Coker, in an interview with TheCable, was questioned about the place of state funding in Nigerian show business.
In 2019, the Central Bank of Nigeria (CBN) announced its Creative Industry Financing Initiative (CIFI) offering single-digit interest loans of up to ₦30 million for film production and ₦500 million for movie distribution.
The loan offered a 10-year repayment timespan for movies while accounting for music and software development.
None of the showbiz executives TheCable contacted for a piece had accessed the loan or knew a colleague who did.
A CBN source, when contacted, promised to obtain feedback from the apex bank’s development finance department but neither responded to subsequent texts nor answered phone calls seeking to ascertain the status of the fund.
Coker stated that the government can give grants from time to time or offer tax concessions to stimulate growth.
He however argued that the creative sector globally is designed for B2B funding, not government-sourced loans.
“Access to finance for the hospitality, transportation, and tourism industry is too expensive,” the DG explained.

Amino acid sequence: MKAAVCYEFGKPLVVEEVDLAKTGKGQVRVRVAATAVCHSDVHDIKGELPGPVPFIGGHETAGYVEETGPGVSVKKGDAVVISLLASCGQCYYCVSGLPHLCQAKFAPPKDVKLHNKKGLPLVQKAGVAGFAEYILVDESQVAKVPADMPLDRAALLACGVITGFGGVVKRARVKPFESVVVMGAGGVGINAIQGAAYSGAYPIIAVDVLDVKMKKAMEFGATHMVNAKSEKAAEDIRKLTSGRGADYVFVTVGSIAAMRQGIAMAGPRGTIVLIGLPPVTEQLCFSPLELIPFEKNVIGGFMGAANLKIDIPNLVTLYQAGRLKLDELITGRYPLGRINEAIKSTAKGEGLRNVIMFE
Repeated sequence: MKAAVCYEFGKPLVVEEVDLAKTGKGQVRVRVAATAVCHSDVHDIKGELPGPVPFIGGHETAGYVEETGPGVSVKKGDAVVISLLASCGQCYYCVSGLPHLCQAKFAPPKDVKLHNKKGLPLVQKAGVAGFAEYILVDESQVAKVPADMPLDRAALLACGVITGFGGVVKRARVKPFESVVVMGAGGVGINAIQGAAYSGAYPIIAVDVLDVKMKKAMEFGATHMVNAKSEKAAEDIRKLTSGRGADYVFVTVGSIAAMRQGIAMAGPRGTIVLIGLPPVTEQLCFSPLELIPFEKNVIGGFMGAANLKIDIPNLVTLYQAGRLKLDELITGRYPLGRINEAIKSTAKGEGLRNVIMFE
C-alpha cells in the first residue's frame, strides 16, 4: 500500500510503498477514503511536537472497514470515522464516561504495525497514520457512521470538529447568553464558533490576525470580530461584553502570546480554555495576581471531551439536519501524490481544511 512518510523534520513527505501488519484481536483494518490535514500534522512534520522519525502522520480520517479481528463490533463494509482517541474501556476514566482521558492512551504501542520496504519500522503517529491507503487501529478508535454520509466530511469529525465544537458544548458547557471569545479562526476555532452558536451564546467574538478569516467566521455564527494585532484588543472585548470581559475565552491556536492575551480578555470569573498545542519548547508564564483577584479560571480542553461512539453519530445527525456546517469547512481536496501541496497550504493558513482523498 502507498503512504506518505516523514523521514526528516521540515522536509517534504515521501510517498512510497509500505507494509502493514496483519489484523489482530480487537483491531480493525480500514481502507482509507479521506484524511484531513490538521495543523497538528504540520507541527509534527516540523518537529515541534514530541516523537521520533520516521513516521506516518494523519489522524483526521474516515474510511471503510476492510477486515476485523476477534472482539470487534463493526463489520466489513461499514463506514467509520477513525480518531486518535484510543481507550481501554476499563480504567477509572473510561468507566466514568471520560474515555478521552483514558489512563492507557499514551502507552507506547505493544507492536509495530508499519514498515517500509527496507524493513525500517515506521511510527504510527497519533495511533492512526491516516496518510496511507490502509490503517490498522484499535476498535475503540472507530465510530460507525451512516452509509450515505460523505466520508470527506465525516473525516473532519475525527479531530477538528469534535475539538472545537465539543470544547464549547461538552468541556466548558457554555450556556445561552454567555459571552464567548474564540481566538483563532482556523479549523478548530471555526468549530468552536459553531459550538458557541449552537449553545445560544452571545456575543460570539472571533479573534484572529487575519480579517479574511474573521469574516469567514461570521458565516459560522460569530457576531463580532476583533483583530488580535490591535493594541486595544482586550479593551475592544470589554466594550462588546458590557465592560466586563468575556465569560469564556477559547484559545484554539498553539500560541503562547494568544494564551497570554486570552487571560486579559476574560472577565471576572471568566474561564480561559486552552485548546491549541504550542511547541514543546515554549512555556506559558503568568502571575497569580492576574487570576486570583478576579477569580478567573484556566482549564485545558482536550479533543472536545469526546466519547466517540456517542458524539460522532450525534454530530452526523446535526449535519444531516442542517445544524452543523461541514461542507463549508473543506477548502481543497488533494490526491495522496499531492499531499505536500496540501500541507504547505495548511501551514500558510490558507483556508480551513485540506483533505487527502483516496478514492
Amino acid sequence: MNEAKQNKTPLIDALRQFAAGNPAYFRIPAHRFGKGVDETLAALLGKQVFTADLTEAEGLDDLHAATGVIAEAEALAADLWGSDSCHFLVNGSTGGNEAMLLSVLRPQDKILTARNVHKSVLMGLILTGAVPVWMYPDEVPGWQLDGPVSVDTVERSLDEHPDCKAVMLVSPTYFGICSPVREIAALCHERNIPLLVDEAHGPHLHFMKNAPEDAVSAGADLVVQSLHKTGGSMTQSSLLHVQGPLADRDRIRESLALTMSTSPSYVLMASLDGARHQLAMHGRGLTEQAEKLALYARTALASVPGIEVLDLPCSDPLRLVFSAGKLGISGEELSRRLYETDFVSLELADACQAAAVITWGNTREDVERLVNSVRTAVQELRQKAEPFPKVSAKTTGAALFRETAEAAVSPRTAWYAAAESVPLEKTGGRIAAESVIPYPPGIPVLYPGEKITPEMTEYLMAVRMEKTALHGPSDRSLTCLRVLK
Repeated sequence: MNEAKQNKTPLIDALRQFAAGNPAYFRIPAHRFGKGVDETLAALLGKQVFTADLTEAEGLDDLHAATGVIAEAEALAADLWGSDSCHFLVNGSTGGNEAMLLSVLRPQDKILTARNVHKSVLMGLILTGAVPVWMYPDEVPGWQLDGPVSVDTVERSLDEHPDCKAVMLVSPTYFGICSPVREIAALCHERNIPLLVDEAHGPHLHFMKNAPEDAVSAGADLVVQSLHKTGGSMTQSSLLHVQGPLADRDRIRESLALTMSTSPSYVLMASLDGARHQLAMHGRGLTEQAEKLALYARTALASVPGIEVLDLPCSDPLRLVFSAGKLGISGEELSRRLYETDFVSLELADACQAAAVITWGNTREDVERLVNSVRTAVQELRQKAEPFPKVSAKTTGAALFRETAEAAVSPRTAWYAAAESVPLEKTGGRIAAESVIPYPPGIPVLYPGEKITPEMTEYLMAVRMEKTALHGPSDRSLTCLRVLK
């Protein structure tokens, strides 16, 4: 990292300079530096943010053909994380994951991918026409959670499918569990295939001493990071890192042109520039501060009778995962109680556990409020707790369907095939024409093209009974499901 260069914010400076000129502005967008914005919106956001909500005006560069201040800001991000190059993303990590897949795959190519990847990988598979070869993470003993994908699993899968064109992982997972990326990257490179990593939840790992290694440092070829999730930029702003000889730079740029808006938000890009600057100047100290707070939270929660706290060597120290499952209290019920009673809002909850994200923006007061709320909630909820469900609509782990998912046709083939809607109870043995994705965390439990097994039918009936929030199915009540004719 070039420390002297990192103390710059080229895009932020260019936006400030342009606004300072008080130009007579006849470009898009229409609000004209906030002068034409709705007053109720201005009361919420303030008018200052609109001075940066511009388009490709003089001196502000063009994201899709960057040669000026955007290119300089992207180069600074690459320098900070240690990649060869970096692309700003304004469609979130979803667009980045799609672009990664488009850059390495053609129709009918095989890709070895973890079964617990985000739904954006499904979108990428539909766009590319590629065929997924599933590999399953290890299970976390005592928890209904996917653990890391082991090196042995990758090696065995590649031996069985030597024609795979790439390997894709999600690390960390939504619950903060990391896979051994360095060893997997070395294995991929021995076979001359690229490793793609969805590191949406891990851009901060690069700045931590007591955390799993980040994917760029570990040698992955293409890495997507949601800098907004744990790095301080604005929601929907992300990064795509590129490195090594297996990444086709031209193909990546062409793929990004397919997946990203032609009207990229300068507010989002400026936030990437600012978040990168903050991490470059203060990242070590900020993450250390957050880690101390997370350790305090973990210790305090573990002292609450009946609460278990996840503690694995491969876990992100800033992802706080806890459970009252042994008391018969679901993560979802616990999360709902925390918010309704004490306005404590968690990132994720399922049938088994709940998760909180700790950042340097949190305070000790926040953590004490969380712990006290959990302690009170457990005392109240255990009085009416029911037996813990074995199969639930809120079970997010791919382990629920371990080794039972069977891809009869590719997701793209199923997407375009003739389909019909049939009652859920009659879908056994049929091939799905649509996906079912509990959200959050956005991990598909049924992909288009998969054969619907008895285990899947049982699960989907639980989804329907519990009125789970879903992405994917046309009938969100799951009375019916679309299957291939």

“Somebody who wants to bring in a container of tyres will probably make forty to fifty percent of what the whole investment is worth in profit, within a finite amount of time. It’s certain. You make your profit and pay interest.
“The creative industry cannot compete with that level of certainty. It’s not every track that blows up. It’s not every movie that will sell out. Because of that risk, it’s meant for private sector entities, not government funding.
“Maybe a few government grants and tax concessions [can work]. But the funding of creative industries around the world is primarily business-to-business. It’s promoters to artistes.”
Coker said there’s a need for the private sector to invest in other components of the creative industry value chain.
“Right now, we have banks doing concerts. A guy rents out sound equipment, but banks have their own gadgets. Banks have provisions for lighting, including a partnership with hotels and event centres,” he added.
“There’s a need for that to change so we don’t cut the middlemen out. We should invest in them so they can grow to the point where the industry has a solid foundation that we can build out internationally.
“Borrowing to make a movie takes the whole profits in the film to the lenders. The same goes for the music.
“It is what should be looked at by the private sector, and there could be some tax concessions or a basket of unorthodox financial instruments to encourage the creative industry to access funding at single digits.
“Anything over 9% doesn’t pay. And the tenure has to be a revolving one that prevents them from feeling the burden of the debt, so they can grow their creativity knowing that finance is not a threat.”
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